Best Supporting Actor: A Look Back

Continuing on with my look back at the major categories from 1990 to the present at the Oscars, we arrive at Best Supporting Actor! If you missed my post regarding Supporting Actress, you can find it right here:

https://toddmthatcher.com/2018/10/20/best-supporting-actress-a-look-back/

As I did with that blog entry, I’m picking the top 3 least surprising winners (performers who essentially sailed right through awards season) and the 3 biggest upsets in each race. I am also selecting the strongest and weakest fields overall.

As a primer, here are the 28 actors whose support earned them a golden statue:

1990 – Joe Pesci, GoodFellas

1991 – Jack Palance, City Slickers

1992 – Gene Hackman, Unforgiven

1993 – Tommy Lee Jones, The Fugitive

1994 – Martin Landau, Ed Wood

1995 – Kevin Spacey, The Usual Suspects

1996 – Cuba Gooding Jr., Jerry Maguire

1997 – Robin Williams, Good Will Hunting

1998 – James Coburn, Affliction

1999 – Michael Caine, The Cider House Rules

2000 – Benicio del Toro, Traffic

2001 – Jim Broadbent, Iris

2002 – Chris Cooper, Adaptation

2003 – Tim Robbins, Mystic River

2004 – Morgan Freeman, Million Dollar Baby

2005 – George Clooney, Syriana

2006 – Alan Arkin, Little Miss Sunshine

2007 – Javier Bardem, No Country for Old Men

2008 – Heath Ledger, The Dark Knight

2009 – Christoph Waltz, Inglourious Basterds

2010 – Christian Bale, The Fighter

2011 – Christopher Plummer, Beginners

2012 – Christoph Waltz, Django Unchained

2013 – Jared Leto, Dallas Buyers Club

2014 – J.K. Simmons, Whiplash

2015 – Mark Rylance, Bridge of Spies

2016 – Mahershala Ali, Moonlight

2017 – Sam Rockwell, Three Billboards Outside Ebbing, Missouri 

There are plenty to choose from as far least surprising winners, but here’s my top ones:

3. Gene Hackman, Unforgiven

Clint Eastwood’s Western picked up a slew of awards on Oscar night and Hackman’s inclusion in that race was never really in doubt. It was his second statue after winning Best Actor 21 years previously for The French Connection.

2. Heath Ledger, The Dark Knight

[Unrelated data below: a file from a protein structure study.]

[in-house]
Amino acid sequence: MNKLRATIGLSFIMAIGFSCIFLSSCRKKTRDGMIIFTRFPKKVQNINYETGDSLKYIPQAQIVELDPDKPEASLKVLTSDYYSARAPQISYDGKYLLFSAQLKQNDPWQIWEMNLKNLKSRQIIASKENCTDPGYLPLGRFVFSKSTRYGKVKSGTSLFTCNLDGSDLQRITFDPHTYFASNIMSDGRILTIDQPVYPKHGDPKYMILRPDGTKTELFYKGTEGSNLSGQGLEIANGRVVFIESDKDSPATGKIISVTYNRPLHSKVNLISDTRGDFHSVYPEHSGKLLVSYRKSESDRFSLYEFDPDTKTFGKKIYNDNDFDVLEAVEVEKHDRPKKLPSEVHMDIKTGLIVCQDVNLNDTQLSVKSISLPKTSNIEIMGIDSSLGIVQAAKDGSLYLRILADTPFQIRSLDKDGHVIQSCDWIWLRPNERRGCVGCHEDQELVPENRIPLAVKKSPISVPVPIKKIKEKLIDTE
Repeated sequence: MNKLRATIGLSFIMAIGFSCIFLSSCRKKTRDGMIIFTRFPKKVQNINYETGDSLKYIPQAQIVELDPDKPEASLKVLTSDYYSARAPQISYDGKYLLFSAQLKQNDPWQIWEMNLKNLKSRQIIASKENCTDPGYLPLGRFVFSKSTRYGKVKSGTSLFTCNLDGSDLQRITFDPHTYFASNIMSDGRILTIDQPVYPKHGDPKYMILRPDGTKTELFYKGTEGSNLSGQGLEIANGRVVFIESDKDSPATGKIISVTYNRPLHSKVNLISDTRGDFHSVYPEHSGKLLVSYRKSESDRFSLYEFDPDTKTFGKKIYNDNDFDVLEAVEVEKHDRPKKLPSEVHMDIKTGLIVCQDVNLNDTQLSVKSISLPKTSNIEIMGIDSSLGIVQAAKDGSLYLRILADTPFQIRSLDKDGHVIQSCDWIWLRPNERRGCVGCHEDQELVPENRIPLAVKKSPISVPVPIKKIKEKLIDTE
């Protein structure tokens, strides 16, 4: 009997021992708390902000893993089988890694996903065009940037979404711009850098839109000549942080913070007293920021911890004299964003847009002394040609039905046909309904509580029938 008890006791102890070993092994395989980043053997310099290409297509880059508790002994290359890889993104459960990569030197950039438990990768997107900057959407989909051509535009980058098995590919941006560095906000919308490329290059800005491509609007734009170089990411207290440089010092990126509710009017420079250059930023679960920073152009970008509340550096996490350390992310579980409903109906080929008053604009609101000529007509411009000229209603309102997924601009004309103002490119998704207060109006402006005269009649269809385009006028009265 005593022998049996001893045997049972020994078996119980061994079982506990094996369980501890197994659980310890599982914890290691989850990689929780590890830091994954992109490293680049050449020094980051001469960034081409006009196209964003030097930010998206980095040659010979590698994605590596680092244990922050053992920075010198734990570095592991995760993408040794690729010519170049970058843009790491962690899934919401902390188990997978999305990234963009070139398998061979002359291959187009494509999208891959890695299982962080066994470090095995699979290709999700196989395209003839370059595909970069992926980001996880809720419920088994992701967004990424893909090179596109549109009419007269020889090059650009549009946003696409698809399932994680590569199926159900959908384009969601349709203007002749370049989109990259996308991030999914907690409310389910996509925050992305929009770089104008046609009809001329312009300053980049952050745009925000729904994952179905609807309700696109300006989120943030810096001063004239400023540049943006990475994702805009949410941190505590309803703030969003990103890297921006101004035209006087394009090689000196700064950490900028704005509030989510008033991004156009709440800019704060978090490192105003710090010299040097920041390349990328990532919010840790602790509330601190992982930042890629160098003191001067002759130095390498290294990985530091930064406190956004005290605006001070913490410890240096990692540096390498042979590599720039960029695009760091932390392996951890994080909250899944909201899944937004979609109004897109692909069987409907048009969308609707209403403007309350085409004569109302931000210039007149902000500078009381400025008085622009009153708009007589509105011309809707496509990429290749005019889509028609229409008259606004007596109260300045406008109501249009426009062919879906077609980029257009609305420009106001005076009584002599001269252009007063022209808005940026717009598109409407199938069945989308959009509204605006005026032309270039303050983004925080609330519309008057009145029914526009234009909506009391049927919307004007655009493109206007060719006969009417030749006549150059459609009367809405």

It was director Christopher Nolan giving numerous awards speeches on behalf of the late Ledger, as his work playing the iconic villain swept all precursors as well. This remains not only the only win in the omnipresent superhero genre in the 21st century, but the only nomination.

1. Javier Bardem, No Country for Old Men

Like Ledger, Bardem created a bad guy for the ages in the Coen Brothers Oscar-winning picture. He picked up all the precursors as well for his role.

And now the upsets!

3. James Coburn, Affliction

There was clearly no front-runner in 1998 as a different actor was honored in each preceding awards show. Ed Harris took the Golden Globe for The Truman Show, Billy Bob Thornton (A Simple Plan) was victorious at the Critics Choice Awards, Robert Duvall’s role in A Civil Action was honored at SAG, and Geoffrey Rush (Elizabeth) was the BAFTA recipient. Surely one of them would win the Oscar, but it instead went to Mr. Coburn.

2. Mark Rylance, Bridge of Spies

In 2015, the general consensus was that Sylvester Stallone would punch out the competition in his signature role for Creed. That would have been quite a feat after Rocky took Best Picture in 1976 – nearly four decades prior. Yet it didn’t materialize when Rylance made the trip to the podium.

1. Alan Arkin, Little Miss Sunshine

Along the same lines, Eddie Murphy was the strong favorite for his rare dramatic work in Dreamgirls. With Jennifer Hudson as a sure thing for Supporting Actress (which did happen), the musical looked safe for a supporting sweep. The Academy surprisingly went another route by honoring Arkin.

And now to the fields overall and choosing a strongest and weakest. For the least impressive of the bunch, I’m going with 2011. Here were the nominees:

Christopher Plummer, Beginners (winner)

Kenneth Branagh, My Week with Marilyn

Jonah Hill, Moneyball

Nick Nolte, Warrior

Max Von Sydow, Extremely Loud and Incredibly Close

When it comes to best overall field, I chose 1993. This is the year that Tommy Lee Jones got the gold in The Fugitive. That’s a rare acting win for an action flick. It was deserved in my view and the other four nominees were very strong as well. They were:

Leonardo DiCaprio, What’s Eating Gilbert Grape

Ralph Fiennes, Schindler’s List

John Malkovich, In the Line of Fire

Pete Postlethwaite, In the Name of the Father

Furthermore, I could keep going with other deserving actors that year, including Val Kilmer in Tombstone and Sean Penn for Carlito’s Way. 

The next trip down memory lane will be Best Actress and it will be up soon!

Oscar History: 2012

It’s been quite some time since I’ve done an Oscar History post (about two and a half years) and I’m at 2012. It was a year in which Seth MacFarlane hosted the show – fresh off his comedy smash Ted. Here’s what transpired in the major categories with some other pictures and performers I might have considered:

The year saw nine nominees for Best Picture in which Ben Affleck’s Argo took the top prize. Other nominees: Amour, Beasts of the Southern Wild, Django Unchained, Les Miserables, Lincoln, Silver Linings Playbook (my personal favorite of the year), and Zero Dark Thirty. 

Many Wes Anderson fans would contend that Moonrise Kingdom should have made the cut. And I could certainly argue that The Avengers (perhaps the greatest comic book flick and the year’s biggest grosser) was worth a nod.

The nominations in Best Director were a huge surprise at the time. While Argo won the top prize of all, Affleck was not nominated for his behind the camera efforts. It was the first time since Driving Miss Daisy‘s Bruce Beresford where an Oscar-winning Picture didn’t see its filmmaker nominated.